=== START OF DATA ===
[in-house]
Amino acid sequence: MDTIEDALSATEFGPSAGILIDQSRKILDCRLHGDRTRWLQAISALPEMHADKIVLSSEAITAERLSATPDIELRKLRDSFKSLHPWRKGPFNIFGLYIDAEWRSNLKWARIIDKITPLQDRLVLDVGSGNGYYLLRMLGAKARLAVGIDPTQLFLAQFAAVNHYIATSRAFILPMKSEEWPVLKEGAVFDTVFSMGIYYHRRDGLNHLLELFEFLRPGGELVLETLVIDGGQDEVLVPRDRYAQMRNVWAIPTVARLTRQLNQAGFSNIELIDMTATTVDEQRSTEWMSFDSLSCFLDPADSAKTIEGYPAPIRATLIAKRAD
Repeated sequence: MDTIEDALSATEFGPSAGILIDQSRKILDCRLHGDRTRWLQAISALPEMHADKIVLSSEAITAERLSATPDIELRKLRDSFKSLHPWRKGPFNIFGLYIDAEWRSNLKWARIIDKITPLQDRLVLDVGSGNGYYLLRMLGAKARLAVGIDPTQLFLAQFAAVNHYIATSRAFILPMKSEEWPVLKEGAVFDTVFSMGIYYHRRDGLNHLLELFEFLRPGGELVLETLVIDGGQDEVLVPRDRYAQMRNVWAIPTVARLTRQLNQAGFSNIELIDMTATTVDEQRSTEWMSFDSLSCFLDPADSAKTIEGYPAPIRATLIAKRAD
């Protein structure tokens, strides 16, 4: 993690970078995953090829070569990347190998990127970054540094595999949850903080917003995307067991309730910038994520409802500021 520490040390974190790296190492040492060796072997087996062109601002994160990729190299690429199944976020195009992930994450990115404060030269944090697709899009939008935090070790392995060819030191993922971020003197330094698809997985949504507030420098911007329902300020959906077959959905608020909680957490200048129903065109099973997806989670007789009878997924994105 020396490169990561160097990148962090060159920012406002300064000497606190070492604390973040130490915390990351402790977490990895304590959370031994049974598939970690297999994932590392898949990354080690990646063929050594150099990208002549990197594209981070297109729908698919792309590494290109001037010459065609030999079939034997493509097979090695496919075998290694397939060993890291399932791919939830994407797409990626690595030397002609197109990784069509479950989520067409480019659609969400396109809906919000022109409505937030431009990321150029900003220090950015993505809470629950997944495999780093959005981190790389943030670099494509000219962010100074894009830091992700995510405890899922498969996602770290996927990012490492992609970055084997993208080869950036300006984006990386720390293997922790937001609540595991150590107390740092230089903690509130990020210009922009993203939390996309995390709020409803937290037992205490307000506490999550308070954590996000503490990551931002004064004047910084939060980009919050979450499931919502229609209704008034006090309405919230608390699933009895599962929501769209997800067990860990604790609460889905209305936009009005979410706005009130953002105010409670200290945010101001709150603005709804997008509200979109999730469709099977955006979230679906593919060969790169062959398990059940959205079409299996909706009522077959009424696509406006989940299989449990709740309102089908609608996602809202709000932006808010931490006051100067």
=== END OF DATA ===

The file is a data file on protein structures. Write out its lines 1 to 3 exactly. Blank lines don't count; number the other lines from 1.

[in-house]
Amino acid sequence: MDTIEDALSATEFGPSAGILIDQSRKILDCRLHGDRTRWLQAISALPEMHADKIVLSSEAITAERLSATPDIELRKLRDSFKSLHPWRKGPFNIFGLYIDAEWRSNLKWARIIDKITPLQDRLVLDVGSGNGYYLLRMLGAKARLAVGIDPTQLFLAQFAAVNHYIATSRAFILPMKSEEWPVLKEGAVFDTVFSMGIYYHRRDGLNHLLELFEFLRPGGELVLETLVIDGGQDEVLVPRDRYAQMRNVWAIPTVARLTRQLNQAGFSNIELIDMTATTVDEQRSTEWMSFDSLSCFLDPADSAKTIEGYPAPIRATLIAKRAD
Repeated sequence: MDTIEDALSATEFGPSAGILIDQSRKILDCRLHGDRTRWLQAISALPEMHADKIVLSSEAITAERLSATPDIELRKLRDSFKSLHPWRKGPFNIFGLYIDAEWRSNLKWARIIDKITPLQDRLVLDVGSGNGYYLLRMLGAKARLAVGIDPTQLFLAQFAAVNHYIATSRAFILPMKSEEWPVLKEGAVFDTVFSMGIYYHRRDGLNHLLELFEFLRPGGELVLETLVIDGGQDEVLVPRDRYAQMRNVWAIPTVARLTRQLNQAGFSNIELIDMTATTVDEQRSTEWMSFDSLSCFLDPADSAKTIEGYPAPIRATLIAKRAD